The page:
With a sharp, uncirculated, confirmed 1863 New York piece, unable to hide its secrets behind flat strike or wear; the upshot is that it's not what we thought. The Groh medals are not struck from Obverse 1 or Reverse 3; the dies themselves were cast counterfeits, and crude ones, at that. And, Mr. Groh, it technically does not match Betts 515, either. Like many numismatists, Groh incorreclty Betts, assuming that the unsigned obverse die automatically indicated Betts 515, apparently not realizing that this counterfeit features the large bust seen on Betts 516. It there fore matches neither number. Remember, Betts numbers only precisely match two of the four known varieties.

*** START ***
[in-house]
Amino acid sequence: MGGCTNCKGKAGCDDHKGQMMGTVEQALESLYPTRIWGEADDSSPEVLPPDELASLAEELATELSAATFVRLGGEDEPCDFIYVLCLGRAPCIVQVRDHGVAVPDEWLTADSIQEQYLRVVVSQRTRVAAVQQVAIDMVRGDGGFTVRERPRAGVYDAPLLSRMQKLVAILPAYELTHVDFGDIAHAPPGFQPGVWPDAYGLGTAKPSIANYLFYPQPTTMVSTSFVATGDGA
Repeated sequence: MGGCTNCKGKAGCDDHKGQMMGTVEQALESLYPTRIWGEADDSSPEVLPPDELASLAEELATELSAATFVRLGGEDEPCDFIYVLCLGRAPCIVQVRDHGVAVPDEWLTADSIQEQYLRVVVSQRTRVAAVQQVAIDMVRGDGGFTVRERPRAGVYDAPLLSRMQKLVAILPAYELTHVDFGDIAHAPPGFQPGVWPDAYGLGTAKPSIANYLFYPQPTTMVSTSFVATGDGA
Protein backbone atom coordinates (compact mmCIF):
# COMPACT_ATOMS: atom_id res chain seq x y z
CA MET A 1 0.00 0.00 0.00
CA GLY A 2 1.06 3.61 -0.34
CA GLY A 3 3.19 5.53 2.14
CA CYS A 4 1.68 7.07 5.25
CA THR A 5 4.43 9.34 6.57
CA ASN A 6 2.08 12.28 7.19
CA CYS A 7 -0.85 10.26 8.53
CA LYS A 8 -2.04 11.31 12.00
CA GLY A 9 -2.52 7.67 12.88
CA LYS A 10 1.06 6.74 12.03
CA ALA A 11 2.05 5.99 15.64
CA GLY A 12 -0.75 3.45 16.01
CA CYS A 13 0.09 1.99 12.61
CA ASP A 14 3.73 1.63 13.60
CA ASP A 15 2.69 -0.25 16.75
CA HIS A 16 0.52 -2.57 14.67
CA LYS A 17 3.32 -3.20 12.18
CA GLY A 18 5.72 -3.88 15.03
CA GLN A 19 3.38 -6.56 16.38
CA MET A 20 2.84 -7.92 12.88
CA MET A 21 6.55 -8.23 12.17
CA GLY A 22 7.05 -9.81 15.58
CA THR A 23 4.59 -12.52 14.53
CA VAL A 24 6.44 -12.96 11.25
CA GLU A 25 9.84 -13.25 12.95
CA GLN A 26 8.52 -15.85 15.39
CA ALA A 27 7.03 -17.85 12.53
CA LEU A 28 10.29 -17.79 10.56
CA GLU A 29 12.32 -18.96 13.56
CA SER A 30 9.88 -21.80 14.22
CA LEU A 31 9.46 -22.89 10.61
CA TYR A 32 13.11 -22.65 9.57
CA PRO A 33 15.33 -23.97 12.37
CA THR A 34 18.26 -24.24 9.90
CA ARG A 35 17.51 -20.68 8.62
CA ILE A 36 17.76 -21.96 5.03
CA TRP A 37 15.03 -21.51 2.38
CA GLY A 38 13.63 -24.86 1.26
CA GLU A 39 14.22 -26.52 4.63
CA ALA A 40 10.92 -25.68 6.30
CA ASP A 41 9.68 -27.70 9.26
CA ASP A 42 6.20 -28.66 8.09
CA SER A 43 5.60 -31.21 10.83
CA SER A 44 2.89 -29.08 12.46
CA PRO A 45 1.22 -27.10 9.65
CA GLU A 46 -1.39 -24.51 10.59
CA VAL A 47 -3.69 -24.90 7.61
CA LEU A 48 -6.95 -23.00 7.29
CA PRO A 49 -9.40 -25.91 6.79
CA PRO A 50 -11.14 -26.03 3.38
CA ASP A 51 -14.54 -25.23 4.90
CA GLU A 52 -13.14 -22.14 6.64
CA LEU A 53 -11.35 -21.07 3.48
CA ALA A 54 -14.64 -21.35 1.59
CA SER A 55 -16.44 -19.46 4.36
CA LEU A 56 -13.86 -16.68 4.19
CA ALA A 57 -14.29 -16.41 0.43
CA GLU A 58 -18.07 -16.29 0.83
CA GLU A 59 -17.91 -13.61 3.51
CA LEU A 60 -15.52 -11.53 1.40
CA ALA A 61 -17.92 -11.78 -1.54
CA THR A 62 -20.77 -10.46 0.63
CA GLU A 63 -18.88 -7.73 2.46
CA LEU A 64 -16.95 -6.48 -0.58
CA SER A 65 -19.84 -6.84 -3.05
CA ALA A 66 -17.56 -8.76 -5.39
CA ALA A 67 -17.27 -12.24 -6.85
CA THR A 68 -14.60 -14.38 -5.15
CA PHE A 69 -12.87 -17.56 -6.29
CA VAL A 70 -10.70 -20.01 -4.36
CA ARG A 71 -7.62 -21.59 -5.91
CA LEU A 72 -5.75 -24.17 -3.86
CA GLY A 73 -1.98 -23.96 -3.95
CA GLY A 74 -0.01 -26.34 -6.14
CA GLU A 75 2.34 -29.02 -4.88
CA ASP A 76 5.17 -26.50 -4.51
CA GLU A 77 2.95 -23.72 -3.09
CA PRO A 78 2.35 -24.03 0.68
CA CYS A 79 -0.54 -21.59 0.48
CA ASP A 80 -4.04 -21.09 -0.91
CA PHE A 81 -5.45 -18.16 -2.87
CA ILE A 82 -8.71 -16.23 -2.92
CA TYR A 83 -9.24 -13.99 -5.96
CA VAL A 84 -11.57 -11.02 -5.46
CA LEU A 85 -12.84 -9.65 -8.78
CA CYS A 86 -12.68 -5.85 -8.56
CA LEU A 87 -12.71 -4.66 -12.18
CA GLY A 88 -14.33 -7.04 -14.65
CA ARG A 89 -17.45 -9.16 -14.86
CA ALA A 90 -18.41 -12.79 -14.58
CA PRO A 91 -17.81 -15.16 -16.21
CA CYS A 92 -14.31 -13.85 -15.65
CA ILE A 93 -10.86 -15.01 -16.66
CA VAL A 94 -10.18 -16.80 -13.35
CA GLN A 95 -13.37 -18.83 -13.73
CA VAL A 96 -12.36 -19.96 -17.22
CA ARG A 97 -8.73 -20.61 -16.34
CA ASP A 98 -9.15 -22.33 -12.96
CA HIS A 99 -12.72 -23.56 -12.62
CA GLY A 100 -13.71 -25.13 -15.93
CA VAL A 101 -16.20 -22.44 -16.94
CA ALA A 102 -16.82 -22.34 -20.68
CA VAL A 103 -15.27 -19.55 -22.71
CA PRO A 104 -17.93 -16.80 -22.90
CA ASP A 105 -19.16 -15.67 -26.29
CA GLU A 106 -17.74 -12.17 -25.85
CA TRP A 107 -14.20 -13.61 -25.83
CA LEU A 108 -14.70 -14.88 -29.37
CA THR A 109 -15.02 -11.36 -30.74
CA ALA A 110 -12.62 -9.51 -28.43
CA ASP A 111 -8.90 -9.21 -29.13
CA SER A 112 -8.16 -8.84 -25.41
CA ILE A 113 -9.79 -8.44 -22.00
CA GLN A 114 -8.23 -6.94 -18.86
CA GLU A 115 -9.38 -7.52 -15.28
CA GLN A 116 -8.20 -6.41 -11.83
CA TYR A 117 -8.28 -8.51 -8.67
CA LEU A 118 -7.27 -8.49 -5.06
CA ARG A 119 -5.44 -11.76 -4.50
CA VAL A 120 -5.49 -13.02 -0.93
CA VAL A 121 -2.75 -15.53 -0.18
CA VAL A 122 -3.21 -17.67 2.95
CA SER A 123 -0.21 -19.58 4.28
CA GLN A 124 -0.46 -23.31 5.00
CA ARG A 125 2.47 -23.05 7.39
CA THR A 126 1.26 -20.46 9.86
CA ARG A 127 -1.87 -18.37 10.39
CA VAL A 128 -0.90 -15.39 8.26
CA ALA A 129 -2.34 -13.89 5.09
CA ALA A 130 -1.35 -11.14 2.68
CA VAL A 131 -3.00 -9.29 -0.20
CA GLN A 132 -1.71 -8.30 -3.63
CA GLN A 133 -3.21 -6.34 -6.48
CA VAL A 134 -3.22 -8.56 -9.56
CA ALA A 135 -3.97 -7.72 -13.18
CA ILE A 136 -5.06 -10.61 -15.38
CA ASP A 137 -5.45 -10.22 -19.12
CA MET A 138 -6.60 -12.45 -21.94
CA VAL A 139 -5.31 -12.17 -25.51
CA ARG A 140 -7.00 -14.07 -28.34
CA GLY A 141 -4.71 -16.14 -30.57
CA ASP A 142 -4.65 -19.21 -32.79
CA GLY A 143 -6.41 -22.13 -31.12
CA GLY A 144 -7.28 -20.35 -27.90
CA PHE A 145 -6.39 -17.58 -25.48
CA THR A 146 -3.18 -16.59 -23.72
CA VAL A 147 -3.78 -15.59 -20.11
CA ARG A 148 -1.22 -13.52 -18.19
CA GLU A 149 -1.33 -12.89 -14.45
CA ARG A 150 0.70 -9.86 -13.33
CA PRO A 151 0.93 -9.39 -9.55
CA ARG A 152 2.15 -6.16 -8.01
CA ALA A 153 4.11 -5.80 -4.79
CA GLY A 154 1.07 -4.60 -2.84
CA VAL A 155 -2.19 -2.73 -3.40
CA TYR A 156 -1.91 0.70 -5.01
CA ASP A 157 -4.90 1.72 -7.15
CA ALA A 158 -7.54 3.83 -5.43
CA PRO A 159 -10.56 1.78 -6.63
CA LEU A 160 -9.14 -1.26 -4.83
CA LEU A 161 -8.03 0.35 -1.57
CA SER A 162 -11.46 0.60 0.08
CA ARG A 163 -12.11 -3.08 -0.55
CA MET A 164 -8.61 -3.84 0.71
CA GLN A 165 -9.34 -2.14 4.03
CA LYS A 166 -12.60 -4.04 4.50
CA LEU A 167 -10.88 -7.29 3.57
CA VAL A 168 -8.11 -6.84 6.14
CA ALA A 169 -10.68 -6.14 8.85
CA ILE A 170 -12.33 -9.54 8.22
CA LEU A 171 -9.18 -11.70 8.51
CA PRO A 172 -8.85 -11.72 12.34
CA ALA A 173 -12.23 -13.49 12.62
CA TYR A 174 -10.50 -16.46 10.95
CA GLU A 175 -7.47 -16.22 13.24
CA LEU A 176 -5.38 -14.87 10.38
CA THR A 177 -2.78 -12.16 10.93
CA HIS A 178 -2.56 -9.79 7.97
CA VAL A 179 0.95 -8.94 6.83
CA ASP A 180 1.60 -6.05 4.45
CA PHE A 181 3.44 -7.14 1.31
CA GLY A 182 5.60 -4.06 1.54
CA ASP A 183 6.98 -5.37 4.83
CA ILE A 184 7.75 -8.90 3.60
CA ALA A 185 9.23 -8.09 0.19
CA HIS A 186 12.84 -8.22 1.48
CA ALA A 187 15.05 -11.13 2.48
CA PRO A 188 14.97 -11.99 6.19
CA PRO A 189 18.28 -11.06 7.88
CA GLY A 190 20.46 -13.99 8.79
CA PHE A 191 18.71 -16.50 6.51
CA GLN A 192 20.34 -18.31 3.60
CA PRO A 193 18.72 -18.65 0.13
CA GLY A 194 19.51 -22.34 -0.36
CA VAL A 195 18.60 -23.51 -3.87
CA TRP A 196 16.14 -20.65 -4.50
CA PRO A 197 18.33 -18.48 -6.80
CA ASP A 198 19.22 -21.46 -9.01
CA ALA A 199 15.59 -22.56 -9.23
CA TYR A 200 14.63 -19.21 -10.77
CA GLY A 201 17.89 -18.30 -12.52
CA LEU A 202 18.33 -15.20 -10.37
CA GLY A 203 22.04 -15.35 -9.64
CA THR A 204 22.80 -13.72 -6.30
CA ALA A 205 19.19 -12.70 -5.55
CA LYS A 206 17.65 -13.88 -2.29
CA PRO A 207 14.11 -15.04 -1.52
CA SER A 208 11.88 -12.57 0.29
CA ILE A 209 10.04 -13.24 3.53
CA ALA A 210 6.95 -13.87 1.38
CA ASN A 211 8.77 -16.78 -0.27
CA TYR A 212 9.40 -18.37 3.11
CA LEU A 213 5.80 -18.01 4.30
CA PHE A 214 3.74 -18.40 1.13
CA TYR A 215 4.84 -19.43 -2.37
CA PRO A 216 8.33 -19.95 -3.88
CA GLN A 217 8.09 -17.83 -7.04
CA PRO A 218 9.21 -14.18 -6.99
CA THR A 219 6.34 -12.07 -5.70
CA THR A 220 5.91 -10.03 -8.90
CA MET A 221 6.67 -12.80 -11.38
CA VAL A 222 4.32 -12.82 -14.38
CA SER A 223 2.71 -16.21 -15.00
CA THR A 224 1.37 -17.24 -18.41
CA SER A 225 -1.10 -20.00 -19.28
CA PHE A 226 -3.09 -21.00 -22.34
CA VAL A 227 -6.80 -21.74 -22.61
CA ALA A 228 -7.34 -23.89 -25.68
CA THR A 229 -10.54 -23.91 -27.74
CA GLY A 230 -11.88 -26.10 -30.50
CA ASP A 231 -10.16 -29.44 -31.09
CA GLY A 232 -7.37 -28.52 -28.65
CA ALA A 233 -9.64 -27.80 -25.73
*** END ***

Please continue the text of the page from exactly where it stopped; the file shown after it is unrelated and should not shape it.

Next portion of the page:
Die Pair 4, NGC MS64

We catalog the Groh variety as Die Pair 4, and classify it as a forgery. These dies were made in secret, from casts of struck medals, and, apparently, with the intention to deceive. From this amazing study piece, we were able to learn a great deal of information about the manufacturing of this variety.

For instance, the dies themselves were cast counterfeits, and the transference was crude. Peculiarities such as the familiar spacing of “GVL,” confirm that we are looking at a complete casting of Obverse 1, not just a copy of the bust, as we saw with the creation of Obverse 3. Yet, the details did not transfer as neatly as they did on Obverse 3. We know this is a new obverse die, and not a late die state of Obverse 1, because the counterfeit die posses details that were not present on the originals, lacks details found on the original, and lacks the characteristics of hand-engraving, except where alterations were made.